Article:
early American writing is derivative: European forms and styles transferred
to new locales. For example, Wieland and other novels by Charles Brockden
Brown (1771-1810) are energetic imitations of the Gothic novels then
being written in England. Even the well-wrought tales of Washington
Irving (1783-1859), notably "Rip Van Winkle" and "The
Legend of Sleepy Hollow," seem comfortably European despite their
New World settings.
the first American writer to produce boldly new fiction and poetry was
Edgar Allan Poe (1809-1849). In 1835, Poe began writing short stories
-- including "The Masque of the Red Death," "The Pit
and the Pendulum," "The Fall of the House of Usher,"
and "The Murders in the Rue Morgue" -- that explore previously
hidden levels of human psychology and push the boundaries of fiction
toward mystery and fantasy.
in 1837, the young Nathaniel Hawthorne (1804-1864) collected some of
his stories as Twice-Told Tales, a volume rich in symbolism and occult
incidents. Hawthorne went on to write full-length "romances,"
quasi-allegorical novels that explore such themes as guilt, pride, and
emotional repression in his native New England. His masterpiece, The
Scarlet Letter, is the stark drama of a woman cast out of her community
for committing adultery.
fiction had a profound impact on his friend Herman Melville (1819-1891),
who first made a name for himself by turning material from his seafaring
days into exotic novels. Inspired by Hawthorne's example, Melville went
on to write novels rich in philosophical speculation. In Moby-Dick,
an adventurous whaling voyage becomes the vehicle for examining such
themes as obsession, the nature of evil, and human struggle against
the elements. In another fine work, the short novel Billy Budd, Melville
dramatizes the conflicting claims of duty and compassion on board a
ship in time of war. His more profound books sold poorly, and he had
been long forgotten by the time of his death. He was rediscovered in
the early decades of the 20th century.
1836, Ralph Waldo Emerson (1803-1882), an ex-minister, published a startling
nonfiction work called Nature, in which he claimed it was possible to
dispense with organized religion and reach a lofty spiritual state by
studying and responding to the natural world. His work influenced not
only the writers who gathered around him, forming a movement known as
Transcendentalism, but also the public, who heard him lecture.
was also a poet of the body -- "the body electric," as he
called it. In Studies in Classic American Literature, the English novelist
D.H. Lawrence wrote that Whitman "was the first to smash the old
moral conception that the soul of man is something `superior' and `above'
writers also expressed the disillusionment following upon the war. The
stories and novels of F. Scott Fitzgerald (1896-1940) capture the restless,
pleasure-hungry, defiant mood of the 1920s. Fitzgerald's characteristic
theme, expressed poignantly in The Great Gatsby, is the tendency of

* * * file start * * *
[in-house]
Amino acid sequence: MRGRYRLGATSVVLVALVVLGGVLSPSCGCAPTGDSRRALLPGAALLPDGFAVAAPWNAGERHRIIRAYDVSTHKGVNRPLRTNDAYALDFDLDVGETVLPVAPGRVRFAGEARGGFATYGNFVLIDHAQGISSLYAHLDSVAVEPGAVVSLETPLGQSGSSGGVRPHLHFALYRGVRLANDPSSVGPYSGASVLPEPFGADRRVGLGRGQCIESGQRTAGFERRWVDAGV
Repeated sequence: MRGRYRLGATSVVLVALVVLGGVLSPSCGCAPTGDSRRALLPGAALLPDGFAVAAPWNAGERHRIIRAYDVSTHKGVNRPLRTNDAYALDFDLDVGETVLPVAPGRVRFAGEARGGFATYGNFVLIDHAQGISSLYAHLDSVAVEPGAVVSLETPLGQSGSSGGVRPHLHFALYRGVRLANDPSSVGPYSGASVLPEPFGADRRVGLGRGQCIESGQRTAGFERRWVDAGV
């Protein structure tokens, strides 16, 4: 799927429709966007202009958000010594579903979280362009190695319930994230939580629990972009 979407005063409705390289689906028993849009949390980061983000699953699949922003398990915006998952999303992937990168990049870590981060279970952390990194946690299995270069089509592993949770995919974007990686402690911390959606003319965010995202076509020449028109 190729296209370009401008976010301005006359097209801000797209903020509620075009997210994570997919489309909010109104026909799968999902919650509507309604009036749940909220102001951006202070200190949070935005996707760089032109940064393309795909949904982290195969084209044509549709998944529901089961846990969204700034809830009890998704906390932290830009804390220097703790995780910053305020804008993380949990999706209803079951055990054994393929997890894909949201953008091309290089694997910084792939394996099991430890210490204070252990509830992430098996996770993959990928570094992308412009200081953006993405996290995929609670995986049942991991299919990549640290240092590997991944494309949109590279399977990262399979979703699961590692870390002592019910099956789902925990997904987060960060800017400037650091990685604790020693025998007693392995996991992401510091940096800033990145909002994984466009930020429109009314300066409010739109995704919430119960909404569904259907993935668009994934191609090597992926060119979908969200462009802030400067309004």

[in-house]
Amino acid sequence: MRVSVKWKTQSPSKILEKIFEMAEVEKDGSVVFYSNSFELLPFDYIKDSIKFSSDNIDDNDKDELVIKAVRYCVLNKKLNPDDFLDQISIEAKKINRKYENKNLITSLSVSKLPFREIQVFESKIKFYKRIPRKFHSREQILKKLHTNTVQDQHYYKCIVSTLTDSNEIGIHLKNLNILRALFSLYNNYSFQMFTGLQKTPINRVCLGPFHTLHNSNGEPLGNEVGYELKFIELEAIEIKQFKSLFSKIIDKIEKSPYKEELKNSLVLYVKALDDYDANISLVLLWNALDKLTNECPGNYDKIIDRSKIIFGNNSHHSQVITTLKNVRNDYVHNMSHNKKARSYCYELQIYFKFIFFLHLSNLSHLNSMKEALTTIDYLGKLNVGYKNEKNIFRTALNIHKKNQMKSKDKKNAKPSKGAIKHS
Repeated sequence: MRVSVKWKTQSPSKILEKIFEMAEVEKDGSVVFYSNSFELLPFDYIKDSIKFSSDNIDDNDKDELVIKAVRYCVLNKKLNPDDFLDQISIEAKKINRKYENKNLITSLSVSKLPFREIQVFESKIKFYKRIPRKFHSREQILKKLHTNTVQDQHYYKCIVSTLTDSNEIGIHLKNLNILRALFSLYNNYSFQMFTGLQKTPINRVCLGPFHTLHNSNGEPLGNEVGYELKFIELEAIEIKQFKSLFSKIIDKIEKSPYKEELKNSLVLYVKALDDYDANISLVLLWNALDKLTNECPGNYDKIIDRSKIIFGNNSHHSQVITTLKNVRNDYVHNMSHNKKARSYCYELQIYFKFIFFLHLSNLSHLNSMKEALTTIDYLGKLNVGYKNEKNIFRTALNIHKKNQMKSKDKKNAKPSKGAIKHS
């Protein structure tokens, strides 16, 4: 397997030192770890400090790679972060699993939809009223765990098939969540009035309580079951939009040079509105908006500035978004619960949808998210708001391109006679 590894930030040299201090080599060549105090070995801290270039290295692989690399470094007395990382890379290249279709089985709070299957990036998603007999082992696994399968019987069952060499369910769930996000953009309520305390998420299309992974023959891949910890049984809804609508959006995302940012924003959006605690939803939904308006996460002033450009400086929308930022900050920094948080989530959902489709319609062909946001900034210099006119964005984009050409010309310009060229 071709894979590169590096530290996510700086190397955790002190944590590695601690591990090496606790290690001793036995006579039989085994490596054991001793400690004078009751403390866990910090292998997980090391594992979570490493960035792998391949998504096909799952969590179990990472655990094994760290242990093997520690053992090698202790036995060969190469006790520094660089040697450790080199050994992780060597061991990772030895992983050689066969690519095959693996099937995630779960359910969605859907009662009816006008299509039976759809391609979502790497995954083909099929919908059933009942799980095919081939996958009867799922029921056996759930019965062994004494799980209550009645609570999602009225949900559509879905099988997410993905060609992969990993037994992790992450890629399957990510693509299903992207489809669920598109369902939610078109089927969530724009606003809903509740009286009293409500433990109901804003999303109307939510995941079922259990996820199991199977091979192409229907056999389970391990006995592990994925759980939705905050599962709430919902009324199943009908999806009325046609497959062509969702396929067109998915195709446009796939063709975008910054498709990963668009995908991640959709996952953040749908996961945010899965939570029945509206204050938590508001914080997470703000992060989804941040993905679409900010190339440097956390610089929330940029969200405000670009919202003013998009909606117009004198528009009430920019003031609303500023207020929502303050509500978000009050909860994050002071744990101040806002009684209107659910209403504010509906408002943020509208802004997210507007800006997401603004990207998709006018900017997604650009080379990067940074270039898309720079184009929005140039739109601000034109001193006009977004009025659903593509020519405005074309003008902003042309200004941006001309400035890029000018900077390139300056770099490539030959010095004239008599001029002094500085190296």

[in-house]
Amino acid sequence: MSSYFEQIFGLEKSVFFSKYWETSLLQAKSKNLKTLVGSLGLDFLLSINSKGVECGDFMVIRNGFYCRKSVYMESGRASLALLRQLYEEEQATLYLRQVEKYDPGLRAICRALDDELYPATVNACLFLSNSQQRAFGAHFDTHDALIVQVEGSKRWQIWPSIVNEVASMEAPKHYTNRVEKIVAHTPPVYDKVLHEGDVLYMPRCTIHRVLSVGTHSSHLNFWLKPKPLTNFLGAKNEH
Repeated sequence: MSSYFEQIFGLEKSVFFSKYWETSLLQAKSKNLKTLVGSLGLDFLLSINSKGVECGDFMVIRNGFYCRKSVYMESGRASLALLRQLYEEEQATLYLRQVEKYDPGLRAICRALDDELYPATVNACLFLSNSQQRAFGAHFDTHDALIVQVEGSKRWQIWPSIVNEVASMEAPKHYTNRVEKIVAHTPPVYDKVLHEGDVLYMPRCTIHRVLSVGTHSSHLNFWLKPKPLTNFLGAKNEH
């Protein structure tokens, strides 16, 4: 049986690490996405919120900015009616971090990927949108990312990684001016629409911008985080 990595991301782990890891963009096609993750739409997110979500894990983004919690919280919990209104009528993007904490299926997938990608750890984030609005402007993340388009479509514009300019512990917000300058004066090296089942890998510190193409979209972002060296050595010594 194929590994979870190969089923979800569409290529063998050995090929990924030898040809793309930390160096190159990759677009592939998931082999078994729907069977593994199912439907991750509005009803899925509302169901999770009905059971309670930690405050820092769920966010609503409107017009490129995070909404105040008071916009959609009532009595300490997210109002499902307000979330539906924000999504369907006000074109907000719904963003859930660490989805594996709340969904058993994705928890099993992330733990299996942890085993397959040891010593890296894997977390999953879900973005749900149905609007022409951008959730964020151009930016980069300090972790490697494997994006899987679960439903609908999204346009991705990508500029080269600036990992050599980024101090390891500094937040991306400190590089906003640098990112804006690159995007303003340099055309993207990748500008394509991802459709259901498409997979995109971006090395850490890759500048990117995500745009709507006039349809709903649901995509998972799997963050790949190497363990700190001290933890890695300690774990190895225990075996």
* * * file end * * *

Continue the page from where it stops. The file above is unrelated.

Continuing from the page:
youth's golden dreams to dissolve in failure and disappointment.
Hemingway (1899-1961) saw violence and death first-hand as an ambulance
driver in World War I, and the senseless carnage persuaded him that
abstract language was mostly empty and misleading. He cut out unnecessary
words from his writing, simplified the sentence structure, and concentrated
on concrete objects and actions. He adhered to a moral code that emphasized
courage under pressure, and his protagonists were strong, silent men
who often dealt awkwardly with women. The Sun Also Rises and A Farewell
to Arms are generally considered his best novels; he won the Nobel Prize
for literature in 1954.
addition to fiction, the 1920s were a rich period for drama. There had
not been an important American dramatist until Eugene O'Neill (1888-1953)
began to write his plays. Winner of the Nobel Prize for literature in
1936, O'Neill drew upon classical mythology, the Bible, and the new
science of psychology to explore inner life. He wrote frankly about
sex and family quarrels, but his preoccupation was with the individual's
search for identity. One of his greatest works is Long Day's Journey
Into Night, a harrowing drama, small in scale but large in theme, based
largely on his own family.
Irving and Hawthorne to the present day, the short story has been a
favorite American form. One of its 20th-century masters was John Cheever
(1912-1982), who brought yet another facet of American life into the
realm of literature: the affluent suburbs that have grown up around
most major cities. Cheever was long associated with The New Yorker,
a magazine noted for its wit and sophistication.
trend-spotting in literature that is still being written can be dangerous,
the recent emergence of fiction by members of minority groups has been
striking. Here are only a few examples. Native American writer Leslie
Marmon Silko (1948- ) uses colloquial language and traditional stories
to fashion haunting, lyrical poems such as "In Cold Storm Light."
Amy Tan (1952- ), of Chinese descent, has described her parents' early
struggles in California in The Joy Luck Club. Oscar Hijuelos (1951-
), a writer with roots in Cuba, won the 1991 Pulitzer Prize for his
novel The Mambo Kings Play Songs of Love. In a series of novels beginning
with A Boy's Own Story, Edmund White (1940- ) has captured the anguish
and comedy of growing up homosexual in America. Finally, African-American
women have produced some of the most powerful fiction of recent decades.
One of them, Toni Morrison (1931- ), author of Beloved and other works,
won the Nobel Prize for literature in 1993, only the second American
woman to be so honored.